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Memory sparing

In memory-sparing mode, one memory rank serves as a spare for other ranks on the same channel in case they fail. The spare rank is held in reserve and not used as active memory until a failure is indicated, with reserved capacity subtracted from the total available memory in the system.The DIMM installation order for memory sparing varies based on the number of processors and memory modules installed in the server.

After an error threshold is surpassed in a system protected by memory sparing, the content of a failing rank of DIMMs is copied to the spare rank. The failing rank is then taken offline and the spare rank placed online for use as active memory in place of the failed rank. Since the failover process involves copying of memory content, the level of memory redundancy provided by memory sparing is less than that provided by memory mirroring: memory mirroring is the preferred failure-protection choice for critical applications.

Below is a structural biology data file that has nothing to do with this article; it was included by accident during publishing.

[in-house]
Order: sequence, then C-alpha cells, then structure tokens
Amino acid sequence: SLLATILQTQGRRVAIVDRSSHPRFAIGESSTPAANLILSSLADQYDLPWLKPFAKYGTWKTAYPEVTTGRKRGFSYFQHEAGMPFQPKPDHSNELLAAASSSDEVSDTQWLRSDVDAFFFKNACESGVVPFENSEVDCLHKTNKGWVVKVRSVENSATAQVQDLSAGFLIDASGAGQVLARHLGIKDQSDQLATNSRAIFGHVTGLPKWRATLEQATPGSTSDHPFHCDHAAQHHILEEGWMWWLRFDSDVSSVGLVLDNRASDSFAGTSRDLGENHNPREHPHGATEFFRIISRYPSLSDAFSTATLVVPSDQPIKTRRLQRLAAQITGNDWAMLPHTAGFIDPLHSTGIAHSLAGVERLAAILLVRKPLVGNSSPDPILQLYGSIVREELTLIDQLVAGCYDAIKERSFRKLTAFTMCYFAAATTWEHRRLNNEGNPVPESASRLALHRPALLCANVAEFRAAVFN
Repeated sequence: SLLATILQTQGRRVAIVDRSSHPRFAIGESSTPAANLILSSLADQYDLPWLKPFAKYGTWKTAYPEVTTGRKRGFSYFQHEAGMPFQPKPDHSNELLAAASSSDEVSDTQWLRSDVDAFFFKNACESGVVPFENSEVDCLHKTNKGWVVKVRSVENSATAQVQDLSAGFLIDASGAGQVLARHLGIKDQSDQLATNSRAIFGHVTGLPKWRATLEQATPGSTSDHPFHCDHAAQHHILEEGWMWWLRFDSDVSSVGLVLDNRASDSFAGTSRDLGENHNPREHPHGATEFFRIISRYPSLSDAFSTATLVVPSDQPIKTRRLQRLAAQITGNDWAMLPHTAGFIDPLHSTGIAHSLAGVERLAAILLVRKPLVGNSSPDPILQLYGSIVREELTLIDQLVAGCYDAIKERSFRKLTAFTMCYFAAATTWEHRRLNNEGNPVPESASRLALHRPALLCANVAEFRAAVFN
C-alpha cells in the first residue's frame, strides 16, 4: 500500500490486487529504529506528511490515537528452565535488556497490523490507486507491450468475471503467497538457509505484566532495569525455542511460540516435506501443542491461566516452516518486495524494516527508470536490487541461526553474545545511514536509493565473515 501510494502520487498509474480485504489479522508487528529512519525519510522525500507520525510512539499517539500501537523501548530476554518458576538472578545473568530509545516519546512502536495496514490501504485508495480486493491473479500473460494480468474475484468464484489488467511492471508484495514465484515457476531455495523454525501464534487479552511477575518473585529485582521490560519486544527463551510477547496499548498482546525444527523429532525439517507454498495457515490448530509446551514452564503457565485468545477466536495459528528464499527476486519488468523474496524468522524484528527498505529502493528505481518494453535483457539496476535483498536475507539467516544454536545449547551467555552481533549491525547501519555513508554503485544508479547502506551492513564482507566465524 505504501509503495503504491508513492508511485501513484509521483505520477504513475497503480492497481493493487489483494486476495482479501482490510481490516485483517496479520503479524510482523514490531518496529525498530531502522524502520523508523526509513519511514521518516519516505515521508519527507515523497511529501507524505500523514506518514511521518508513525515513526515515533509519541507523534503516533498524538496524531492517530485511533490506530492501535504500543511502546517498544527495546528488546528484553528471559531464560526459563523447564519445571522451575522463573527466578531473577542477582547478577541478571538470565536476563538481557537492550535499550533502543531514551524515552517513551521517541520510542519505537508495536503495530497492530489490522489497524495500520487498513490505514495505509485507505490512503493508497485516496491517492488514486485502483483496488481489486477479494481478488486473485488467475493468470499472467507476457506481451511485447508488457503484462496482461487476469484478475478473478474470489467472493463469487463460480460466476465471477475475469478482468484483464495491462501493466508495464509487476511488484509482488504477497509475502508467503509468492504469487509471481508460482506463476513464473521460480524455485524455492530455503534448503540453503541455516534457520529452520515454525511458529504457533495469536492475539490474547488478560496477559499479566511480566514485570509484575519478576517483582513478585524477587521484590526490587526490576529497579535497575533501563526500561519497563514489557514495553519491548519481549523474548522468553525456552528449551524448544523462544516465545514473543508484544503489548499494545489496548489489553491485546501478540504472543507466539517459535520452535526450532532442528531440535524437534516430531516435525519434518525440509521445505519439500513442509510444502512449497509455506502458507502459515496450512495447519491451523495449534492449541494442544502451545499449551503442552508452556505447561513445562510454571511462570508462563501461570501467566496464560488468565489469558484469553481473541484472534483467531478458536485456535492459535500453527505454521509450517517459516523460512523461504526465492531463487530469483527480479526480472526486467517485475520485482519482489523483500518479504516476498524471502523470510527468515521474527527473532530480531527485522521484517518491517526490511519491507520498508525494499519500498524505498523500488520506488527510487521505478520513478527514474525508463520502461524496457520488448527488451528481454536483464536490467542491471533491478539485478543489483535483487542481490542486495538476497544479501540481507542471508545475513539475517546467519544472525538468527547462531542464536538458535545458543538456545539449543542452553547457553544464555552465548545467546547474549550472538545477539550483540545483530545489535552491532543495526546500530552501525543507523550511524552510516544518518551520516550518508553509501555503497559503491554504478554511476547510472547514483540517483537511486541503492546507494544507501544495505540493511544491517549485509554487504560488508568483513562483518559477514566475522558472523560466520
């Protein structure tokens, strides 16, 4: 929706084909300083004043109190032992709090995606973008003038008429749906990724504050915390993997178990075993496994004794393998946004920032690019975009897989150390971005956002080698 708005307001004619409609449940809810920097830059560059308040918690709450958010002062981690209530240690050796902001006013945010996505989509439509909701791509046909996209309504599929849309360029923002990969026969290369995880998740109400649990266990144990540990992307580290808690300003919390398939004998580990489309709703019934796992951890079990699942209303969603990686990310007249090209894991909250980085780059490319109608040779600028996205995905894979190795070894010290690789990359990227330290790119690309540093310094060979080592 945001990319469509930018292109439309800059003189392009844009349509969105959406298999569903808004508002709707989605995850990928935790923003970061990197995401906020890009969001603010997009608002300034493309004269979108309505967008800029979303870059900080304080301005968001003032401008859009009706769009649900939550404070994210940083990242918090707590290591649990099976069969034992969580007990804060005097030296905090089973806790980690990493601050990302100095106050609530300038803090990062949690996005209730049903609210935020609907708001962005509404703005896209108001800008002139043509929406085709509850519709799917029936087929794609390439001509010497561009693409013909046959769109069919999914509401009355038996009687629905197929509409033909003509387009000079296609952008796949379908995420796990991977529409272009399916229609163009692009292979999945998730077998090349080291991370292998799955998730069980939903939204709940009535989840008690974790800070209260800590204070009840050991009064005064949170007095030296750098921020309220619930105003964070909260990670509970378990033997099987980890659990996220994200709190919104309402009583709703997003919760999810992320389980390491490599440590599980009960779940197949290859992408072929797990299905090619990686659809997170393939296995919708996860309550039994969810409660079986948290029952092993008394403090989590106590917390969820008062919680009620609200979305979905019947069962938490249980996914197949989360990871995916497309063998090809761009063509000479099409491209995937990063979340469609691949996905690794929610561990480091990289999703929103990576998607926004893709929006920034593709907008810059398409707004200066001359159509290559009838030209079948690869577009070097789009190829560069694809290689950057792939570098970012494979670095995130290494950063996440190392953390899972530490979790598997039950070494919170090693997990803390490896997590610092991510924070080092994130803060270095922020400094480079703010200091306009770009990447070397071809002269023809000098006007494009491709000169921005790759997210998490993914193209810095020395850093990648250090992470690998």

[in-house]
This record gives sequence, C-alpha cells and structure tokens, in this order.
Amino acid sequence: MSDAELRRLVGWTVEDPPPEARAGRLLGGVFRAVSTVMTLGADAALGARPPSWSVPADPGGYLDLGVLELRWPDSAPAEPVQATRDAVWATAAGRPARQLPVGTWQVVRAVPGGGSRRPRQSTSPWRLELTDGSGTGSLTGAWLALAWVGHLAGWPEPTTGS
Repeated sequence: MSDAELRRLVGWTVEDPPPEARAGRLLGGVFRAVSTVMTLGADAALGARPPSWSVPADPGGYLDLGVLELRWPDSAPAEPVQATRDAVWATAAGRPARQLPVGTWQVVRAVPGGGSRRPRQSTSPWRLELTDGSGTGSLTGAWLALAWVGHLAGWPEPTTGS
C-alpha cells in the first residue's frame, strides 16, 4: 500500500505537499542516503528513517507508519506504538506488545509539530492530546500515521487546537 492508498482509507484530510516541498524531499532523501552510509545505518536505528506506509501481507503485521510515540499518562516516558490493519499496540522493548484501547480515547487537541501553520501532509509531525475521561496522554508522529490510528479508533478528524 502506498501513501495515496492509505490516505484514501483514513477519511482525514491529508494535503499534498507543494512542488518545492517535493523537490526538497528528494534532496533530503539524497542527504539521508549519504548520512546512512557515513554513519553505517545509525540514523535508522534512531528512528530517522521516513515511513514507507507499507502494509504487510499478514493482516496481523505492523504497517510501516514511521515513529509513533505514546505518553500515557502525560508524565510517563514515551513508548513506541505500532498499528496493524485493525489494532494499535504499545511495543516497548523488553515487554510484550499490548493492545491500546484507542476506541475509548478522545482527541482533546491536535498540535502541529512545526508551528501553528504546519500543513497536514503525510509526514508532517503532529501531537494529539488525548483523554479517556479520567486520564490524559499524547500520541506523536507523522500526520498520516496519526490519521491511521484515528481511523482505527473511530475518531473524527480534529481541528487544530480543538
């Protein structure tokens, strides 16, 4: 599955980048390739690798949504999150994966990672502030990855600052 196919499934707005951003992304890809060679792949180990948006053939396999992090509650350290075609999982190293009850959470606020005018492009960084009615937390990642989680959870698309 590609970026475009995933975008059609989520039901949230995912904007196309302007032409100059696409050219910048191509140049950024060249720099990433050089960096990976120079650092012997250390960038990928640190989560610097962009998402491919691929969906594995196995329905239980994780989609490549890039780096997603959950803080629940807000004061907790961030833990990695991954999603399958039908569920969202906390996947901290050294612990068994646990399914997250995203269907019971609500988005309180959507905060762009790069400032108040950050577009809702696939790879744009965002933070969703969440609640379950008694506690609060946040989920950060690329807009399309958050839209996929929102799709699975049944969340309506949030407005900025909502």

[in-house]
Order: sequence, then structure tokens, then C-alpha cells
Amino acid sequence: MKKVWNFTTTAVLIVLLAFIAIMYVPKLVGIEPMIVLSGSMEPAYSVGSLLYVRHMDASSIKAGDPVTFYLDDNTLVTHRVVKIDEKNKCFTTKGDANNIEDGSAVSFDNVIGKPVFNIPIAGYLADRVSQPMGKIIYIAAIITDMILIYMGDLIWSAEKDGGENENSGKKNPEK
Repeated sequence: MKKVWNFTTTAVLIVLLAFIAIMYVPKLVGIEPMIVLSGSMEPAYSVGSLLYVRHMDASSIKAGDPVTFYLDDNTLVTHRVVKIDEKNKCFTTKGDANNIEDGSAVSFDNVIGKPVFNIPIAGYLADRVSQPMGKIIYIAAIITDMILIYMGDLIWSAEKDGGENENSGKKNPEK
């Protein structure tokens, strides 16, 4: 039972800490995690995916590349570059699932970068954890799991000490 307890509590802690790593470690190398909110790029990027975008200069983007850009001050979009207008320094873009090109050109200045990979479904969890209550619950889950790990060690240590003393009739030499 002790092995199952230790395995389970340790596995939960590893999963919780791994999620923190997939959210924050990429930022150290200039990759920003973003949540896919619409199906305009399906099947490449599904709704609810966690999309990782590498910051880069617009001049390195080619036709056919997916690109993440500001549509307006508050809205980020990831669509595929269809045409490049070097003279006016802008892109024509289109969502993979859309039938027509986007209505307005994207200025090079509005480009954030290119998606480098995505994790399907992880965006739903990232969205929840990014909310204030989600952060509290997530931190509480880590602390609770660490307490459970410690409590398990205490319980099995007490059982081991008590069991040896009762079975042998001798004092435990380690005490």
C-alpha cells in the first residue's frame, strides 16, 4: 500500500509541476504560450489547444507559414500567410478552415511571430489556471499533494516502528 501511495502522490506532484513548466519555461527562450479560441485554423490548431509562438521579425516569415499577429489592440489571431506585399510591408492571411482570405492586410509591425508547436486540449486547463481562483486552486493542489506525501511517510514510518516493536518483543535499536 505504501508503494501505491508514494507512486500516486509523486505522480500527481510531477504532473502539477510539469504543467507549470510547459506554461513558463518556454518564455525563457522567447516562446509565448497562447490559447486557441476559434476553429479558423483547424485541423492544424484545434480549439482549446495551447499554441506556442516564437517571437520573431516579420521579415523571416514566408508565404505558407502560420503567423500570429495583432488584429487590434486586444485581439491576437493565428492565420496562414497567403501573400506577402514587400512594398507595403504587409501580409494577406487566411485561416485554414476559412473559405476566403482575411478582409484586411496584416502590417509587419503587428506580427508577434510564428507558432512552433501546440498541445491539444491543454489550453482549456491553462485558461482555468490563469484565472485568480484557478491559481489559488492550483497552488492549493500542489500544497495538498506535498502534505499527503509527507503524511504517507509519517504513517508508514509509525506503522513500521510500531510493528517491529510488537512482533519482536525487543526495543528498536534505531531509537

Figure 1. Processor and memory module layout
CPU and DIMM layout for multiple-processor systems
Memory sparing guidelines:
  • The spare rank must have identical or larger memory capacity than all of the other active memory ranks on the same channel.

  • If installing DIMMs that are one rank, follow the population sequences listed below.

  • If installing DIMMs with more than one rank, follow population sequences specified for independent memory mode. See Independent memory mode.

For information about configuring memory settings, including how to enable memory sparing, see Memory configuration.